More about this item

    Statistics

    Access and download statistics

    Corrections

    All material on this site has been provided by the respective publishers and authors. You can help correct errors and omissions. When requesting a correction, please mention this item's handle: RePEc:arx:papers:2003.13983. See general information about how to correct material in RePEc.

    For technical questions regarding this item, or to correct its authors, title, abstract, bibliographic or download information, contact: . General contact details of provider: http://arxiv.org/ .

    If you have authored this item and are not yet registered with RePEc, we encourage you to do it here. This allows to link your profile to this item. It also allows you to accept potential citations to this item that we are uncertain about.

    If CitEc recognized a bibliographic reference but did not link an item in RePEc to it, you can help with this form .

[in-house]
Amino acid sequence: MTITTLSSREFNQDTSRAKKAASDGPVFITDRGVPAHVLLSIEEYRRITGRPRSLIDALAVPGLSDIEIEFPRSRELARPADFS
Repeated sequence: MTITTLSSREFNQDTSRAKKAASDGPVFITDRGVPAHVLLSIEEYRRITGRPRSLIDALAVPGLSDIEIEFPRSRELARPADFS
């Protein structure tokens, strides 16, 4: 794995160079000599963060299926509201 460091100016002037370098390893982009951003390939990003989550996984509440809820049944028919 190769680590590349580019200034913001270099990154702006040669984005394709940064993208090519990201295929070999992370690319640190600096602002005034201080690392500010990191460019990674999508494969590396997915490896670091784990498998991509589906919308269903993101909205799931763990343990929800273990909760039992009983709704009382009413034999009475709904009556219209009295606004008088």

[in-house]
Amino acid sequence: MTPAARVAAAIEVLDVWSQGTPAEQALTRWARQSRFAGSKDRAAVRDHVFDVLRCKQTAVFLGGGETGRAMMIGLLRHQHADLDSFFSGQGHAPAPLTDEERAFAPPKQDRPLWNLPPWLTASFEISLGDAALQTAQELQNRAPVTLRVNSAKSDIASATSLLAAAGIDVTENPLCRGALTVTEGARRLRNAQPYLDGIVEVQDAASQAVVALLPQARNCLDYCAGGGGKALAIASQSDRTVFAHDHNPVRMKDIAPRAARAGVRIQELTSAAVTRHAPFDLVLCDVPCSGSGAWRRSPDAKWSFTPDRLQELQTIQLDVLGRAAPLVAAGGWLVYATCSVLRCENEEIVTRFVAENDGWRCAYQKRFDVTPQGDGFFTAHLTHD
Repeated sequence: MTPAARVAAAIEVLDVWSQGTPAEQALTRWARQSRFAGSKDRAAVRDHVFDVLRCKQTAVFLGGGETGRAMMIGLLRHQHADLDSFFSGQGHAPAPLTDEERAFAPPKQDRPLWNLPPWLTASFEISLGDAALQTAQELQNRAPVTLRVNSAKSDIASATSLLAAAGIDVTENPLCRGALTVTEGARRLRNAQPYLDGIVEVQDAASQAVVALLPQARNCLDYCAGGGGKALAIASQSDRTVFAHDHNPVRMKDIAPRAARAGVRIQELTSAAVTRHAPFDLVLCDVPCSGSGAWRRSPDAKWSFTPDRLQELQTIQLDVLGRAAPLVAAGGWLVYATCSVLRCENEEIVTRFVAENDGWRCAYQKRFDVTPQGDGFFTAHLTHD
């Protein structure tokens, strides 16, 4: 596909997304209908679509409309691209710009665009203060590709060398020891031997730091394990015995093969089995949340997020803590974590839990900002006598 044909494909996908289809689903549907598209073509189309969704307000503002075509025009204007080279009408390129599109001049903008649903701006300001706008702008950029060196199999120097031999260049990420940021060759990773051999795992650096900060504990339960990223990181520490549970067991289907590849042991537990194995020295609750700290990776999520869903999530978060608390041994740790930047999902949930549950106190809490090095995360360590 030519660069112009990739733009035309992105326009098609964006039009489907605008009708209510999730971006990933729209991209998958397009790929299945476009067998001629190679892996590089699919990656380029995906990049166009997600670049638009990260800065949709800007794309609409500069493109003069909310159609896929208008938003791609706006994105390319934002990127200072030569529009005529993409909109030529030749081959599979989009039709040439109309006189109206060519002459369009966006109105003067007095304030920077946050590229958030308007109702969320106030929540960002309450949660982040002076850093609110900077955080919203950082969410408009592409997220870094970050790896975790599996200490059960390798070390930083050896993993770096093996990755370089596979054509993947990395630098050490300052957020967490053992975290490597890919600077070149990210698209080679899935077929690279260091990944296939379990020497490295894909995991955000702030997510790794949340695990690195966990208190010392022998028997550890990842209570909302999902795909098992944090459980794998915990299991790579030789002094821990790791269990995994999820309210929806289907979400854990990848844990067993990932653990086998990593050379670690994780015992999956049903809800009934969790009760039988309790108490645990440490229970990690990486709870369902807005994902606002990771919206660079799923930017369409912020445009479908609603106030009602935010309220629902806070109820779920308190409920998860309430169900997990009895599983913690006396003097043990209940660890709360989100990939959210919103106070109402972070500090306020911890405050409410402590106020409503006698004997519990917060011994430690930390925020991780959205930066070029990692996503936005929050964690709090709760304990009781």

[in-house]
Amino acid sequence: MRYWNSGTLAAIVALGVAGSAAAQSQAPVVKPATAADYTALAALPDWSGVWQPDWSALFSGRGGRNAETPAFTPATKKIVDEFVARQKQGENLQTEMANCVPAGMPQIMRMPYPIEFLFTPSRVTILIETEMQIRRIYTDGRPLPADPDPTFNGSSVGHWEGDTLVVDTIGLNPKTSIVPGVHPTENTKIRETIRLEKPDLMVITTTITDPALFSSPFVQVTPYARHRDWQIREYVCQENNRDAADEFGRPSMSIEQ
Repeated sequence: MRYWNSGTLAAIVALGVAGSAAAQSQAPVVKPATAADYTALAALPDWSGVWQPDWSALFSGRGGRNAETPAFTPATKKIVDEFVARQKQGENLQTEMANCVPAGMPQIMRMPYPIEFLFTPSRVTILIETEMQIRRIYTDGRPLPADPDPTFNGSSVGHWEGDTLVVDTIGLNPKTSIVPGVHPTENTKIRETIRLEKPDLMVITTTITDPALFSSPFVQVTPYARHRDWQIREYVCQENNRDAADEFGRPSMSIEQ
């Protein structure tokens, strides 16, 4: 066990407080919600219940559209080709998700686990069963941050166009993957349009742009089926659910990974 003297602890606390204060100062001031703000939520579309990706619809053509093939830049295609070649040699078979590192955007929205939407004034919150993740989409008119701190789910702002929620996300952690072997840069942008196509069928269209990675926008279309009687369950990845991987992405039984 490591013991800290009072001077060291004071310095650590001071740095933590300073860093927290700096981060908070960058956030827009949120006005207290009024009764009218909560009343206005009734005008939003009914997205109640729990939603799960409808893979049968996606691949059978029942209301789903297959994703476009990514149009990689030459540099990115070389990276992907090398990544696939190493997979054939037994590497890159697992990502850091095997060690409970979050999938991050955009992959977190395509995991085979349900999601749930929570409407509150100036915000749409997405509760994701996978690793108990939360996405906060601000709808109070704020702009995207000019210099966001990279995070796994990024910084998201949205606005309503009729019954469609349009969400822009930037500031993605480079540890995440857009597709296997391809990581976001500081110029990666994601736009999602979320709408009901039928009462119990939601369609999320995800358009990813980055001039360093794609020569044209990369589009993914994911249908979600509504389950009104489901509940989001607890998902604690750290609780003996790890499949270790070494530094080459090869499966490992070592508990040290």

If you know of missing items citing this one, you can help us creating those links by adding the relevant references in the same way as above, for each refering item. If you are a registered author of this item, you may also want to check the "citations" tab in your RePEc Author Service profile, as there may be some citations waiting for confirmation.

    For technical questions regarding this item, or to correct its authors, title, abstract, bibliographic or download information, contact: arXiv administrators (email available below). General contact details of provider: http://arxiv.org/ .

    Please note that corrections may take a couple of weeks to filter through the various RePEc services.

    IDEAS is a RePEc service hosted by the Research Division of the Federal Reserve Bank of St. Louis . RePEc uses bibliographic data supplied by the respective publishers.